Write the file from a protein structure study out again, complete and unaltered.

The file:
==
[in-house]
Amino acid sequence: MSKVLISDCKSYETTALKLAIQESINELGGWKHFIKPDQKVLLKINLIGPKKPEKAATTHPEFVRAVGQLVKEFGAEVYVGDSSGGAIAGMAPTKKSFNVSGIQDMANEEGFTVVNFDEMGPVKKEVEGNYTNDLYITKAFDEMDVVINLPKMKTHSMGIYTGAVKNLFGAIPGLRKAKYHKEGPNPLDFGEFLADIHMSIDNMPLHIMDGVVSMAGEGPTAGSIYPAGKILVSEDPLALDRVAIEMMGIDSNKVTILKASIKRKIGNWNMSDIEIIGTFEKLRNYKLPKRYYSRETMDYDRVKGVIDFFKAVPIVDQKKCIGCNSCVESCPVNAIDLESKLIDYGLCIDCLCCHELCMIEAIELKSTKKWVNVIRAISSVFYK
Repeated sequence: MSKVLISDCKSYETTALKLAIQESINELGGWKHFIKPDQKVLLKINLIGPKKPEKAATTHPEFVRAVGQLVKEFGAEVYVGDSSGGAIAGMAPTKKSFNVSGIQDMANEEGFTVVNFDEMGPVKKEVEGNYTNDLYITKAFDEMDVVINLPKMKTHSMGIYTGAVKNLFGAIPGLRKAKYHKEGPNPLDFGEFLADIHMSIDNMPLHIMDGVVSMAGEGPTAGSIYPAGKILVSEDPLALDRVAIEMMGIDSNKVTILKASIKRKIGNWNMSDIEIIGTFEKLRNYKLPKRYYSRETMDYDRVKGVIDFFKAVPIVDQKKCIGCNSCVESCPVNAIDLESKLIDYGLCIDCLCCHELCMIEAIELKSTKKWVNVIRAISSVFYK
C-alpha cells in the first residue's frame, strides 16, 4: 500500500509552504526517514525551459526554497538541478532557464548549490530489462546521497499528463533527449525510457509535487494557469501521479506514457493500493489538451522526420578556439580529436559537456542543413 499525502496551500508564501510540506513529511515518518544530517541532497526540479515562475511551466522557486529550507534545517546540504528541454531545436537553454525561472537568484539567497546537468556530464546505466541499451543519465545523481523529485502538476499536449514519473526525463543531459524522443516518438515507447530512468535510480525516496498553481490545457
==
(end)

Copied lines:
[in-house]
Amino acid sequence: MSKVLISDCKSYETTALKLAIQESINELGGWKHFIKPDQKVLLKINLIGPKKPEKAATTHPEFVRAVGQLVKEFGAEVYVGDSSGGAIAGMAPTKKSFNVSGIQDMANEEGFTVVNFDEMGPVKKEVEGNYTNDLYITKAFDEMDVVINLPKMKTHSMGIYTGAVKNLFGAIPGLRKAKYHKEGPNPLDFGEFLADIHMSIDNMPLHIMDGVVSMAGEGPTAGSIYPAGKILVSEDPLALDRVAIEMMGIDSNKVTILKASIKRKIGNWNMSDIEIIGTFEKLRNYKLPKRYYSRETMDYDRVKGVIDFFKAVPIVDQKKCIGCNSCVESCPVNAIDLESKLIDYGLCIDCLCCHELCMIEAIELKSTKKWVNVIRAISSVFYK
Repeated sequence: MSKVLISDCKSYETTALKLAIQESINELGGWKHFIKPDQKVLLKINLIGPKKPEKAATTHPEFVRAVGQLVKEFGAEVYVGDSSGGAIAGMAPTKKSFNVSGIQDMANEEGFTVVNFDEMGPVKKEVEGNYTNDLYITKAFDEMDVVINLPKMKTHSMGIYTGAVKNLFGAIPGLRKAKYHKEGPNPLDFGEFLADIHMSIDNMPLHIMDGVVSMAGEGPTAGSIYPAGKILVSEDPLALDRVAIEMMGIDSNKVTILKASIKRKIGNWNMSDIEIIGTFEKLRNYKLPKRYYSRETMDYDRVKGVIDFFKAVPIVDQKKCIGCNSCVESCPVNAIDLESKLIDYGLCIDCLCCHELCMIEAIELKSTKKWVNVIRAISSVFYK
C-alpha cells in the first residue's frame, strides 16, 4: 500500500509552504526517514525551459526554497538541478532557464548549490530489462546521497499528463533527449525510457509535487494557469501521479506514457493500493489538451522526420578556439580529436559537456542543413 499525502496551500508564501510540506513529511515518518544530517541532497526540479515562475511551466522557486529550507534545517546540504528541454531545436537553454525561472537568484539567497546537468556530464546505466541499451543519465545523481523529485502538476499536449514519473526525463543531459524522443516518438515507447530512468535510480525516496498553481490545457